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Contact: Dirk Wiley, (606) 248-2817
Cumberland Gap National Historical Park Prepares for Spring Prescribed Burns
Spring is here, and so is the fire season at Cumberland Gap National Historical Park. The combination of longer days and more sunshine increases the danger of wildfire, but it’s also the season for the park’s managed fire program to “drop the match.”
These “planned ignitions” are part of the park’s overall Fire Management Strategy to reduce the dead and downed timber and protect park resources and park neighbors from unplanned wildfires. They are intended to reduce the amount of fuel so that any wildfire can be more easily controlled, and to help maintain the health of the forest by clearing the understory and encouraging native species that have adapted to small fires at regular intervals. Most of the native species are adapted to this type of burn, but would not survive a catastrophic fire that can occur after years of dead wood collect on the forest floor. As a result, these fires benefit both the park and the park neighbors.
This year, the park plans prescribed fires along Dark Ridge near Vista Venado, above Arthur, Tennessee, and one close to the park boundary near Middlesboro. Park neighbors may be able see the smoke rising above Dark Ridge, or near Hwy 25E by the park boundary, and park staff wants everyone to know that it’s all according to a plan.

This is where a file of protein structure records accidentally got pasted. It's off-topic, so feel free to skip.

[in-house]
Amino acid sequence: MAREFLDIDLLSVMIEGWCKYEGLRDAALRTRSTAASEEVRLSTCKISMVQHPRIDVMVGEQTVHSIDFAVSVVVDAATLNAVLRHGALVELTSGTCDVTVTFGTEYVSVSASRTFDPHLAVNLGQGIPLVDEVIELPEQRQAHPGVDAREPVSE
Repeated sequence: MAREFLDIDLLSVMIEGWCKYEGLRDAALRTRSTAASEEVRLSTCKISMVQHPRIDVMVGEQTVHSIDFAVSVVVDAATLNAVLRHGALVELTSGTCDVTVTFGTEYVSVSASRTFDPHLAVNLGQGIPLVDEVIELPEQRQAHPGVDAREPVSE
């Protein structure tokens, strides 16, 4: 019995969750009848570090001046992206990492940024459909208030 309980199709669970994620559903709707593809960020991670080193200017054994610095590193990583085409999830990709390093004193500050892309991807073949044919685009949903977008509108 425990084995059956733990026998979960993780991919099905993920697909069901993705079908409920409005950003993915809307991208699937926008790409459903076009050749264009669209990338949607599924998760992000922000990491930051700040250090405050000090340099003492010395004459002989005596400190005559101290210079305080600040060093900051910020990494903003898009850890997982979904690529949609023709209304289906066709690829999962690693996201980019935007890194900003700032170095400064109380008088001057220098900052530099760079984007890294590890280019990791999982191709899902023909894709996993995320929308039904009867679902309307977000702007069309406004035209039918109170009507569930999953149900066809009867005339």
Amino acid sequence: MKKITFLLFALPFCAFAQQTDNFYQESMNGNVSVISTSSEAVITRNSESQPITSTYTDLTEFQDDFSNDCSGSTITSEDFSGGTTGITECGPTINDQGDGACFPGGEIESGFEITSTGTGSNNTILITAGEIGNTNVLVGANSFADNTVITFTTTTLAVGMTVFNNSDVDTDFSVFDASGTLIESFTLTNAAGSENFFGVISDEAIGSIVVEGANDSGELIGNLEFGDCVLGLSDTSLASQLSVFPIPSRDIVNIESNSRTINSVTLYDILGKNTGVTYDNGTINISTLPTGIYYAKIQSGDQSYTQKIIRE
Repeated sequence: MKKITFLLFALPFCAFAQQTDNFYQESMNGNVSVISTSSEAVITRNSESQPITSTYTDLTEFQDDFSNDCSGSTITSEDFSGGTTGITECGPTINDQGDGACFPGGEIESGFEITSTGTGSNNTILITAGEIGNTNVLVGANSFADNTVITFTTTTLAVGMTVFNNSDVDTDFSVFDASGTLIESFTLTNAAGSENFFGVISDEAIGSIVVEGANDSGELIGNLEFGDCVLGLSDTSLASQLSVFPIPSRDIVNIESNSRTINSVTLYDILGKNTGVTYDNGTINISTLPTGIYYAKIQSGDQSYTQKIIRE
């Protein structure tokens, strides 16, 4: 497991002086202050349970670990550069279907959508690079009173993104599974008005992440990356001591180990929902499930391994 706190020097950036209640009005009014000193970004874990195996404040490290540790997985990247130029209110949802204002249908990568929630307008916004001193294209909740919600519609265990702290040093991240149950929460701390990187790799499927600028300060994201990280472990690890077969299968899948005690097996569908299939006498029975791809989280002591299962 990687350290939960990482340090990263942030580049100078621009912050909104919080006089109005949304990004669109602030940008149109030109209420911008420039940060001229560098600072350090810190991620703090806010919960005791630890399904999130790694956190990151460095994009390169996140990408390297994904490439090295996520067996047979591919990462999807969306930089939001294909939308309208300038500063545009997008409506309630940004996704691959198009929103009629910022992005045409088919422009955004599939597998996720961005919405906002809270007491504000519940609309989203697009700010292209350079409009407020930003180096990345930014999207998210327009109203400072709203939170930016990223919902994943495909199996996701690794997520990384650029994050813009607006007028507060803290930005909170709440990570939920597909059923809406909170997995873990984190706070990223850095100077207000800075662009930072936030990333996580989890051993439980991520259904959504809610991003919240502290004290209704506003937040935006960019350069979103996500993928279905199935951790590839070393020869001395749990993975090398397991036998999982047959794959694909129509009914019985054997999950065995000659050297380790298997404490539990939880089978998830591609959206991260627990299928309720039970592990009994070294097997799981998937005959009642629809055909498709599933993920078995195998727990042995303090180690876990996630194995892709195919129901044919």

“It’s business as usual” said Dirk Wiley, the park’s Chief Ranger. “We’ve identified several areas along the park boundary where a planned burn will help limit the size of any ‘wild’ fires. We account for the wind, the humidity, the slope of the mountain, and the amount and type of stuff that will burn. It’s all part of the ‘prescription’ that is required before we can put fire on the ground.”
“The National Park Service has to account for a lot of details in these burns,” said Wiley. “We don’t just contain the fire; we plan for the size of the fire, direction the smoke will blow, the endangered species (like Indiana Brown bats that might roost in the trees), the effect of the burn on the experience of visitors traveling through the park… We also want to make certain that folks in Middlesboro aren’t alarmed when they see the smoke rising from the ridge.”
The burn will be overseen by a specialized Wildland Fire Module with experience burning throughout the southeast. If weather permits, the burns will begin in the late mornings and continue into the late afternoons until a buffer zone has been created along the park boundary.
To learn more about fire in the national parks, go to fire management link.